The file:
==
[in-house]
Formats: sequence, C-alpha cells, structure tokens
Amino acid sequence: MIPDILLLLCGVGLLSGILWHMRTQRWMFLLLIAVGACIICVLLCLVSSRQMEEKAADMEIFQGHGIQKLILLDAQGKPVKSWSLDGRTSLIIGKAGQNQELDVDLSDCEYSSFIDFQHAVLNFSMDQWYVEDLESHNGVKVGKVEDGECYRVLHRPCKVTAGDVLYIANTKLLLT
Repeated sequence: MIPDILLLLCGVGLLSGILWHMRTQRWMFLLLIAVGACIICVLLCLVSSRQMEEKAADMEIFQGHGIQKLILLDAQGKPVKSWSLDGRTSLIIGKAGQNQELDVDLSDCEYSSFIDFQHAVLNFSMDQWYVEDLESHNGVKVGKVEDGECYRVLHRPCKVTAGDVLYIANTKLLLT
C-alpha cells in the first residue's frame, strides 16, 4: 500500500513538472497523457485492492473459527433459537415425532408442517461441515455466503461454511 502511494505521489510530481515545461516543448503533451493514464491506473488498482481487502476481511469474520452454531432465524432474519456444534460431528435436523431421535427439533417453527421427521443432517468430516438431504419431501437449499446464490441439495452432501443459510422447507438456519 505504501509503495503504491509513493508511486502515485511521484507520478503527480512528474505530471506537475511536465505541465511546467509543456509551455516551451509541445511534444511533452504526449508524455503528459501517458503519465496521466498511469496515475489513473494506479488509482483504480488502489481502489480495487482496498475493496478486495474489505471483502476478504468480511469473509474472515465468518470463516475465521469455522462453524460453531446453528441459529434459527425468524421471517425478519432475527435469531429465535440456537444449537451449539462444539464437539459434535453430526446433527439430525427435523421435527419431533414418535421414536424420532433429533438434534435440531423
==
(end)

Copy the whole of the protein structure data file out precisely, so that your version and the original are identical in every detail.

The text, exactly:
[in-house]
Formats: sequence, C-alpha cells, structure tokens
Amino acid sequence: MIPDILLLLCGVGLLSGILWHMRTQRWMFLLLIAVGACIICVLLCLVSSRQMEEKAADMEIFQGHGIQKLILLDAQGKPVKSWSLDGRTSLIIGKAGQNQELDVDLSDCEYSSFIDFQHAVLNFSMDQWYVEDLESHNGVKVGKVEDGECYRVLHRPCKVTAGDVLYIANTKLLLT
Repeated sequence: MIPDILLLLCGVGLLSGILWHMRTQRWMFLLLIAVGACIICVLLCLVSSRQMEEKAADMEIFQGHGIQKLILLDAQGKPVKSWSLDGRTSLIIGKAGQNQELDVDLSDCEYSSFIDFQHAVLNFSMDQWYVEDLESHNGVKVGKVEDGECYRVLHRPCKVTAGDVLYIANTKLLLT
C-alpha cells in the first residue's frame, strides 16, 4: 500500500513538472497523457485492492473459527433459537415425532408442517461441515455466503461454511 502511494505521489510530481515545461516543448503533451493514464491506473488498482481487502476481511469474520452454531432465524432474519456444534460431528435436523431421535427439533417453527421427521443432517468430516438431504419431501437449499446464490441439495452432501443459510422447507438456519 505504501509503495503504491509513493508511486502515485511521484507520478503527480512528474505530471506537475511536465505541465511546467509543456509551455516551451509541445511534444511533452504526449508524455503528459501517458503519465496521466498511469496515475489513473494506479488509482483504480488502489481502489480495487482496498475493496478486495474489505471483502476478504468480511469473509474472515465468518470463516475465521469455522462453524460453531446453528441459529434459527425468524421471517425478519432475527435469531429465535440456537444449537451449539462444539464437539459434535453430526446433527439430525427435523421435527419431533414418535421414536424420532433429533438434534435440531423